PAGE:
Go 1.16 has been released, and as good developers we want to refactor our code so it uses the new io.Discard variable instead of the deprecated ioutil one.

First, we set our go version to 1.16:

$ alias go=go116

Now, we change our original public module to use the new variable.

package public

import (
    "fmt"
    "io"
)

func DoSomething() {
    fmt.Fprintf(io.Discard, "This doesn't print anything")
}

Now we’re good to release a new version of our public module using the go 1.16 new package:

$ cd /home/gopher/public
$ git add public.go go.mod
$ git commit -q -m 'Bump public to go1.16'
$ git push -q origin main
remote: . Processing 1 references        
remote: Processed 1 references in total        

Let’s go back to our gopher module in go 1.15, fetch the latest version of the public dependecy and see what happens when we try and run again:

$ alias go=go115
$ cd /home/gopher/gopher
$ GOPROXY=direct go get -d {{{.PUBLIC}}}@latest
go: {{{.PUBLIC}}} latest => v0.0.0-20060102150405-abcedf12345
go: downloading {{{.PUBLIC}}} v0.0.0-20060102150405-abcedf12345
$ go run .
# {{{.PUBLIC}}}
../go/pkg/mod/{{{.PUBLIC}}}@v0.0.0-20060102150405-abcedf12345/public.go:9:17: undefined: io.Discard

As you can see, when trying to run our gopher project using the latest public, we got an error because in our case, we’re still using go 1.15 in the gopher project which doesn’t support the new io.Discard package.

How do we handle these situations where we shouldn’t force our clients to update? The right approach to tackle this is by using build constraints so our public clients can build their project regardless of the go version they’re using

Adding build tags to our public project

Let’s go ahead and modify our public project so it now uses the // +build 1.16 tag.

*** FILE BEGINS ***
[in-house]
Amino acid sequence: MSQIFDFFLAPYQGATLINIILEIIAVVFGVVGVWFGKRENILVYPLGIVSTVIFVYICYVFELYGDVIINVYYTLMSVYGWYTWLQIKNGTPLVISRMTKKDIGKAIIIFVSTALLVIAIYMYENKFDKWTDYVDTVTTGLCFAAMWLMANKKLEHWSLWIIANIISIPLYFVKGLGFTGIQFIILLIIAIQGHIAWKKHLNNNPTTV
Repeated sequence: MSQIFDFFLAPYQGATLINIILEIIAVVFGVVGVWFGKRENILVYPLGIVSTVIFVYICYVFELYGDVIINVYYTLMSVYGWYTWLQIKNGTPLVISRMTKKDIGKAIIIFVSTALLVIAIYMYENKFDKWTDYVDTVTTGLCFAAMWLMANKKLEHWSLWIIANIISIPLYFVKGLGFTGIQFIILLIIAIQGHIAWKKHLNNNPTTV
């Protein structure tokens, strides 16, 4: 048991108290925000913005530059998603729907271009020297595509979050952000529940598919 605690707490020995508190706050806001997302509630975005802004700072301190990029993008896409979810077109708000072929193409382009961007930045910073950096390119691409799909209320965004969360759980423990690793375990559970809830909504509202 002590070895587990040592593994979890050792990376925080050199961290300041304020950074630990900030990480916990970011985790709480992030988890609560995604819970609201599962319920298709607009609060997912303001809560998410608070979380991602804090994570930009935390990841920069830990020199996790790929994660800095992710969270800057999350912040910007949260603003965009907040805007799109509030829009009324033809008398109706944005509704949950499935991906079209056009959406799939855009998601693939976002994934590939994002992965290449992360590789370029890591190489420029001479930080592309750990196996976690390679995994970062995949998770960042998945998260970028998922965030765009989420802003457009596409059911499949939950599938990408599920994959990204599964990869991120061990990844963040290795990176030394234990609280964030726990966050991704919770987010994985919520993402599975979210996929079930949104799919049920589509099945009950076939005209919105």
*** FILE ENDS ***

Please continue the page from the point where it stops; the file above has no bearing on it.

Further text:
First we rollback the changes to our original file to keep using the ioutil.Discard pacage for go < 1.16 clients

// +build !go1.16

package public

import (
    "fmt"
    "io/ioutil"
)

func DoSomething() {
    fmt.Fprintf(ioutil.Discard, "This doesn't print anything")
}

Additionally, we create a new file which has the correct build tag, so newer clients can make use of the new package

// +build go.1.16

package public

import (
    "fmt"
    "io"
)

func DoSomething() {
    fmt.Fprintf(io.Discard, "This doesn't print anything")
}

Let’s now publish our fixed module

$ cd /home/gopher/public
$ git add public.go public_116.go go.mod
$ git commit -q -m 'Fix public bump to go1.16'
$ git push -q origin main
remote: . Processing 1 references        
remote: Processed 1 references in total        

Now, we can go ahead and update our gopher without problems with the benefit that go 1.16 clients and future clients will be able to use make use of the newer go features and packages.

$ cd /home/gopher/gopher
$ GOPROXY=direct go get -d {{{.PUBLIC}}}@latest
go: {{{.PUBLIC}}} latest => v0.0.0-20060102150405-abcedf12345
go: downloading {{{.PUBLIC}}} v0.0.0-20060102150405-abcedf12345
$ go run .

Conclusion

This guide serves as an example on how to leverage on build constraints to provide a backwards compatbile module to your clients. Build constraints are a very powerful pattern to achieve other tasks in go. We encourage the reader to check the official docs for further examples.

As a next step you might like to consider: